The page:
Barriers and facilitators of postpartum care utilisation in low-and-middle income countries

Habib, Asmaa, Khan, Hafiz T.A. ORCID: https://orcid.org/0000-0002-1817-3730, Lafarge, Caroline ORCID: https://orcid.org/0000-0003-2148-078X and Tsiami, Amalia ORCID: https://orcid.org/0000-0002-1122-4814 (2021) Barriers and facilitators of postpartum care utilisation in low-and-middle income countries. In: 41st Annual Conference for the Society of Reproductive and Infant Psychology, 8-10 Sep 2021, Online. (Unpublished)

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Abstract

Background: Maternal deaths are still high in low-and-middle-income countries (LMIC) and most are avoidable. Postpartum care (PPC) attendance within six weeks after delivery is essential to prevent maternal morbidity and mortality. Aims and Objectives The aim of this systematic review is to understand the factors contributing to PPC utilisation in LMIC.
Method: Pubmed, Embase, CINAHL, Cochrane and ScienceDirect databases were searched. Studies published, in English, since 2013, in peer-reviewed journals were eligible when they focused on PPC for childbearing women. A meta-analysis using a random-effect model was undertaken to measure the pooled effect of five factors of interest in PPC uptake.
Results: 24 cross-sectional studies were selected for the review. Nine of them were included in the meta-analysis (n = 198,402 women). Overall, 55.4% of women attended PPC. The pooled findings of PPC utilisation were associated with urban locations (OR = 1.88, 95% confidence interval (CI):0.76–1.91), women’s employment (OR:1.20, 95% CI:1.07–1.35), and women’s primary (OR: 1.45, 95% CI:1.31–1.61) and secondary (OR: 1.67, 95%CI:1.45–1.92) education levels compared to no formal education. Moreover, com pared to poorest women, those from poor (OR: 1.38, 95%CI:1.23–1.56), middle (OR: 1.56, 95%CI:1.35–1.80), rich (OR:2.01, 95%CI:1.71–2.35) and richest (OR:3.31, 95%CI:2.82–3.88) households were more likely to use PPC. Other PPC facilitators identified in the literature included: knowledge of PPC, antenatal care, skilled birth attendant, caesarean delivery, women’s autonomy in decision-making, wanted pregnancy, primiparity, exposure to mass media, women’s partner education. Barriers to PPC utilisation included: distance from health facilities, single marital status, unwanted pregnancy, cultural beliefs.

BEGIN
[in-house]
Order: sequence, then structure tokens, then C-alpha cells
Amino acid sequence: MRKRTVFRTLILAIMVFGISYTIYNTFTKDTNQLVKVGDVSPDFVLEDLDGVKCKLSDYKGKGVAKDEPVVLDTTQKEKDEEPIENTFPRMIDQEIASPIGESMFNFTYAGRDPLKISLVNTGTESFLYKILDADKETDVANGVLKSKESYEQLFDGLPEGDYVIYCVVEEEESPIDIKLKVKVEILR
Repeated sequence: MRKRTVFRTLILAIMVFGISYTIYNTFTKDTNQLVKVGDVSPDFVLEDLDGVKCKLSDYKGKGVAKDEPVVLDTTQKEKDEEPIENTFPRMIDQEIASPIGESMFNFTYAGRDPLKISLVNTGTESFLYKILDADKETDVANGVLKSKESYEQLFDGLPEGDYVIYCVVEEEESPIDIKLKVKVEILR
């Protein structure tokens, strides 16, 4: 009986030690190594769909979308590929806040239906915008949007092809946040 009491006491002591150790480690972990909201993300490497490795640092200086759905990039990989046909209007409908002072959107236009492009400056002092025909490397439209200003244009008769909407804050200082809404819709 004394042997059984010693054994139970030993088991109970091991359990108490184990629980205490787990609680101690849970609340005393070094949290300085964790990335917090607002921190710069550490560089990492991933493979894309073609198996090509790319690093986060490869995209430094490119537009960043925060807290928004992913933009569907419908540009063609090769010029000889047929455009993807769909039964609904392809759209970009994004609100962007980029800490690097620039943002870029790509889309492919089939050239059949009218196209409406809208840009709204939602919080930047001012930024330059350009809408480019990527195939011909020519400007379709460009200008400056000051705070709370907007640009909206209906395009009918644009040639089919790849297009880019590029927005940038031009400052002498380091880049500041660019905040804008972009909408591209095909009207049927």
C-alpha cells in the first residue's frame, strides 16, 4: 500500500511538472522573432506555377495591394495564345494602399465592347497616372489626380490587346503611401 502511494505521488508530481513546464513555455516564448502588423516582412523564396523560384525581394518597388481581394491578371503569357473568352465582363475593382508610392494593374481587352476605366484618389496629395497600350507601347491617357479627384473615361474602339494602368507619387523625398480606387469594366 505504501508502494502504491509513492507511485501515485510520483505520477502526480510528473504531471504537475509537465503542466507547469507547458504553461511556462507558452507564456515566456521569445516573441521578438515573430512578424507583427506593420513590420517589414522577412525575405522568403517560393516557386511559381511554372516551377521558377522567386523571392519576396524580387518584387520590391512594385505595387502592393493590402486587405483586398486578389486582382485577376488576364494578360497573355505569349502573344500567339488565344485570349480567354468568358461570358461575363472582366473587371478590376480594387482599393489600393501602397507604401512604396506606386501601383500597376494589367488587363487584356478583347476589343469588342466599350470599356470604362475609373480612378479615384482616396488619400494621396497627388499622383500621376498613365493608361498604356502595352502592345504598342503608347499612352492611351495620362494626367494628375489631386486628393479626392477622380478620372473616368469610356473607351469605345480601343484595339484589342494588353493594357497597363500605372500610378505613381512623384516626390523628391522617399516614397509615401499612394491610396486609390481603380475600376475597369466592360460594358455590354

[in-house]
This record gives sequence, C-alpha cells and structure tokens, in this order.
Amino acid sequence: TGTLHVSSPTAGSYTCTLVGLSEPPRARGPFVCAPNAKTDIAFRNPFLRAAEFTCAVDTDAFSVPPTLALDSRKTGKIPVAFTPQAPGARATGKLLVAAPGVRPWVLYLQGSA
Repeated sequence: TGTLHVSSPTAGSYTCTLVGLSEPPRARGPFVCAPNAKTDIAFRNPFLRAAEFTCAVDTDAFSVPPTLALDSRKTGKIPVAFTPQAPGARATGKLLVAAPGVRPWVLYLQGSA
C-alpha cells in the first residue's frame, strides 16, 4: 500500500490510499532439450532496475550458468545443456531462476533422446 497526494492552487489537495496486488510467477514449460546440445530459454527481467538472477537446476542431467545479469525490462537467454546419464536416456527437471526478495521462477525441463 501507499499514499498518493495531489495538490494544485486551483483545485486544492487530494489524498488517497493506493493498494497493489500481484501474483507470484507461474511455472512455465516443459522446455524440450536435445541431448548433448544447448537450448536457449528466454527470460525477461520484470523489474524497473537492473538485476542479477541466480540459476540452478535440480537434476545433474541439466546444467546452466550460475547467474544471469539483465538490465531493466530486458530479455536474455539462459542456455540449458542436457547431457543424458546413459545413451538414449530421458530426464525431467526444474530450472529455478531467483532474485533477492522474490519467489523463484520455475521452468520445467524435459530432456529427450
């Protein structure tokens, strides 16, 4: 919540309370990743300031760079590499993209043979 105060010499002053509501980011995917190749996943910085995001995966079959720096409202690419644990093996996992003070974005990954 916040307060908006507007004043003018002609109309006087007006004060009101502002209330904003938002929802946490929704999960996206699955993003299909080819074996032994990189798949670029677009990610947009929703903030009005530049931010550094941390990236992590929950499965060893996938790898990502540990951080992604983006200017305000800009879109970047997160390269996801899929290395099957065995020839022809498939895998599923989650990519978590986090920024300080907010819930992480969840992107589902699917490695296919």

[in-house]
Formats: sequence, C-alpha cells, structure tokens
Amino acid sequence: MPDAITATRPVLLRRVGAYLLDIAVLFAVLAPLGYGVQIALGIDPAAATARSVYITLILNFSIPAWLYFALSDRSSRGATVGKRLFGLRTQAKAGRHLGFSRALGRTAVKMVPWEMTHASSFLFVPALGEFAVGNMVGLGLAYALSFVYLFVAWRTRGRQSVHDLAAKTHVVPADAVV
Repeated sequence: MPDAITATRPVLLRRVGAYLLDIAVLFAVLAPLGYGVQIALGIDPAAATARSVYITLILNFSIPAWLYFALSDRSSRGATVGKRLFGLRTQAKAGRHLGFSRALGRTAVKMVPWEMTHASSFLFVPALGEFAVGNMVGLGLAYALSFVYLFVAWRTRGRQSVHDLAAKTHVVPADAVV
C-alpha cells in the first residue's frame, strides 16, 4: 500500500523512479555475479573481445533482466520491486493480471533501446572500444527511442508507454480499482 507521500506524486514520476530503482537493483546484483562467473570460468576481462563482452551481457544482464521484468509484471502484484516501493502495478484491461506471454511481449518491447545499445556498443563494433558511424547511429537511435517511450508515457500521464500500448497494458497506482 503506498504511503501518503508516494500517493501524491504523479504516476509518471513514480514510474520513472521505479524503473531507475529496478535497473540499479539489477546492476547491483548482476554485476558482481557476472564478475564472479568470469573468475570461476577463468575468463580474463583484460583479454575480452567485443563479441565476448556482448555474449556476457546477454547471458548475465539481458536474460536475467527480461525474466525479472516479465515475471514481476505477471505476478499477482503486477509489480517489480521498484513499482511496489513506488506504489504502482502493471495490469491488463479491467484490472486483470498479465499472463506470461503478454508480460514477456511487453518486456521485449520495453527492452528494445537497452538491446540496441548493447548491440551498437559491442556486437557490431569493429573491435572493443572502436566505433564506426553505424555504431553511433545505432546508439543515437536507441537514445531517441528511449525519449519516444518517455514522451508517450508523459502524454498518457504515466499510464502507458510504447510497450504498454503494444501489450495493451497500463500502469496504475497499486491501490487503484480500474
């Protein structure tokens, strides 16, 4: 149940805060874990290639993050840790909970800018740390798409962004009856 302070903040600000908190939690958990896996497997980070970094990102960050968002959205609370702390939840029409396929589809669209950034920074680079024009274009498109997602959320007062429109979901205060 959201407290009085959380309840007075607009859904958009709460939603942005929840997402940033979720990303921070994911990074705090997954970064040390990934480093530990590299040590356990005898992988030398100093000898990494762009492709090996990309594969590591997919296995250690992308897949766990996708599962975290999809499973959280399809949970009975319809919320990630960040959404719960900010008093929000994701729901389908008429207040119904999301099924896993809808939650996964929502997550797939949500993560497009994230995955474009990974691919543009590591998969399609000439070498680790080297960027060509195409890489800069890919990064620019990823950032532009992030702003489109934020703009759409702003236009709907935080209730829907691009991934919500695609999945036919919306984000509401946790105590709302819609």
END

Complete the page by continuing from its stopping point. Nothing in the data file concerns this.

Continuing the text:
Discussion: The results helped us identify important factors associated with PPC utilisation in LMIC, which could inform policy making. An implementation of longitudinal studies would allow to determine the causality between health determinants and PPC utilisation.
Conclusions To increase PPC uptake, interventions targeting mothers with low sociodemographic characteristics are needed along with an improvement of quality of care.

Item Type: Conference or Workshop Item (Paper)
Subjects: Medicine and health
Depositing User: Caroline Lafarge
Date Deposited: 19 Apr 2022 13:29
Last Modified: 19 Apr 2022 15:41
URI: https://repository.uwl.ac.uk/id/eprint/8979

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